Fine Needle Aspiration Cytology or Biopsy

Fine-needle aspiration (FNA) can be performed in the office with minimal equipment for diagnosis of a discrete, solid breast mass. FNA testing results in a sensitivity of 90% and a false-negative rate of 3% to 10% in experienced hands (Valea and Katz, 2007). Contraindications include an overlying skin infection, underlying pulsatile mass, and a history of bleeding disorders.

The patient is properly given informed consent. She is recumbent in position, and the area of puncture is identified, marked, and cleansed. A local injection of 1 to 2 mL of anesthetic is infiltrated into the skin over the mass. The mass is stabilized with the three-finger technique previously mentioned. A 10- to 20-mL syringe with 18- to 22-guage needle attached is advanced into the mass. Full aspiration suction is performed, and the needle is passed through the mass in different planes three to five times for an adequate sample. The suction is released and the needle removed. The cell sample, frequently only in the needle itself, is placed on a cytology slide and fixed for proper pathologic assessment.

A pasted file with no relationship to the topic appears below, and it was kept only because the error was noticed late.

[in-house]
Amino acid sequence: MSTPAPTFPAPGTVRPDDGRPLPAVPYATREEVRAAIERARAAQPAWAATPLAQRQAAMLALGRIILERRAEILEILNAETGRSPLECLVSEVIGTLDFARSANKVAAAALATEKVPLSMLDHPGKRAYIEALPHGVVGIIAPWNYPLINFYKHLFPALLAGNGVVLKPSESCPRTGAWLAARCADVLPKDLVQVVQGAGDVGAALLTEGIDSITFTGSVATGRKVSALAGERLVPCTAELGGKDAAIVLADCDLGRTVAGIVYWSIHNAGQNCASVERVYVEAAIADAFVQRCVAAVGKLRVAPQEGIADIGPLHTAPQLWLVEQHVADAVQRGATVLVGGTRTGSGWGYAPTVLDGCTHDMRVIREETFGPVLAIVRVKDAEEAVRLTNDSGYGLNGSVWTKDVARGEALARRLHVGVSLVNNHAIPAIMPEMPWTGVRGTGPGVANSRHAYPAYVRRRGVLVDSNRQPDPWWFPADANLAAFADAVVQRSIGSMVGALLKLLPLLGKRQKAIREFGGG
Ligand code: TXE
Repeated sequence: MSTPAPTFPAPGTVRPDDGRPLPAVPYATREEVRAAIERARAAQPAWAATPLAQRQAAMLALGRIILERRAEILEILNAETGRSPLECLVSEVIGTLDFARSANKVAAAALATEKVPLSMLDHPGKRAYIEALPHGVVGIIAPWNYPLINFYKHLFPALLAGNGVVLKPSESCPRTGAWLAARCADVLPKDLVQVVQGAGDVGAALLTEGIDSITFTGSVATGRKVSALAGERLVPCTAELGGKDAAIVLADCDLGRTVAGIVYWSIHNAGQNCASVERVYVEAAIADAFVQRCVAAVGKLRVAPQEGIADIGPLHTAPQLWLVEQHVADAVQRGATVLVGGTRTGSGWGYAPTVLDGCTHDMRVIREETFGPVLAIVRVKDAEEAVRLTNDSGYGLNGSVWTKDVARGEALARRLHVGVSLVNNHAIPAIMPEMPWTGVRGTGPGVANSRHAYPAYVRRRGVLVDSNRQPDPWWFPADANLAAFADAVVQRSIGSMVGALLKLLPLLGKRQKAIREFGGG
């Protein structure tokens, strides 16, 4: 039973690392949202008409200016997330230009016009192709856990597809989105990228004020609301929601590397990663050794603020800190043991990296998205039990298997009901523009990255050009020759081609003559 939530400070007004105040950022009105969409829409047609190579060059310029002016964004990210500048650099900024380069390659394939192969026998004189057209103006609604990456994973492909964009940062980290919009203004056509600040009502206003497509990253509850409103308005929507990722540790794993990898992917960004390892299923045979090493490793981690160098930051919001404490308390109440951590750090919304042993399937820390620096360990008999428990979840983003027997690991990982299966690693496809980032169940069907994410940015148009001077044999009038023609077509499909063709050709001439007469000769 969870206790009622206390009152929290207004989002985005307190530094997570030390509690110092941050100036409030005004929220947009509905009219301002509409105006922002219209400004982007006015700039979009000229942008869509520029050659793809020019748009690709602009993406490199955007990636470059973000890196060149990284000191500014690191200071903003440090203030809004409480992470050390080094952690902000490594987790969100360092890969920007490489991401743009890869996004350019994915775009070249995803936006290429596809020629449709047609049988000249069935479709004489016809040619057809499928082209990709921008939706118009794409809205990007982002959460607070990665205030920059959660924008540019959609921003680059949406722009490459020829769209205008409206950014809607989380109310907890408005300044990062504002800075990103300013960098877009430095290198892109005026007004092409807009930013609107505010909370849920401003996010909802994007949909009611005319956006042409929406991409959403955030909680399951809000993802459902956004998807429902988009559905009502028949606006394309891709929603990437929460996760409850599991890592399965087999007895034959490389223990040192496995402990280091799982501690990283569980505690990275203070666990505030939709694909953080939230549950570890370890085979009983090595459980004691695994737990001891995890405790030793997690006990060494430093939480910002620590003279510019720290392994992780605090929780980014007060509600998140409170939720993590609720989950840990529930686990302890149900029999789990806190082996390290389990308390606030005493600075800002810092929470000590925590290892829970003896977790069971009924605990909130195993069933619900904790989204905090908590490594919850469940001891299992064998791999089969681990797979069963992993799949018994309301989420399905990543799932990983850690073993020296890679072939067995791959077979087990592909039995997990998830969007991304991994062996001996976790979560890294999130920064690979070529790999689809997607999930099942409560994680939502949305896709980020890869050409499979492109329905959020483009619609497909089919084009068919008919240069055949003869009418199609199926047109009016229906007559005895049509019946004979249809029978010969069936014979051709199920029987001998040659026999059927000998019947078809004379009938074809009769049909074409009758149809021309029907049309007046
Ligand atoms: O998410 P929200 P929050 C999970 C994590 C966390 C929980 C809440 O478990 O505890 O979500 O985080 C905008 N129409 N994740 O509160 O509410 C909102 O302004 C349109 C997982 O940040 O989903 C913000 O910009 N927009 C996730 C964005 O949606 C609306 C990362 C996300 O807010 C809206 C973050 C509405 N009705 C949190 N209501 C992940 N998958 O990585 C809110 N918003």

FNA provides histologic diagnosis but cannot determine architectural features. FNA should not be used to investigate microcalcifications, and it cannot distinguish ductal carcinoma in situ from invasive cancer. A core or open biopsy should be performed in these patients for more definitive diagnosis before excision or definitive treatment. (See Tuggy Video: Needle Aspiration.)

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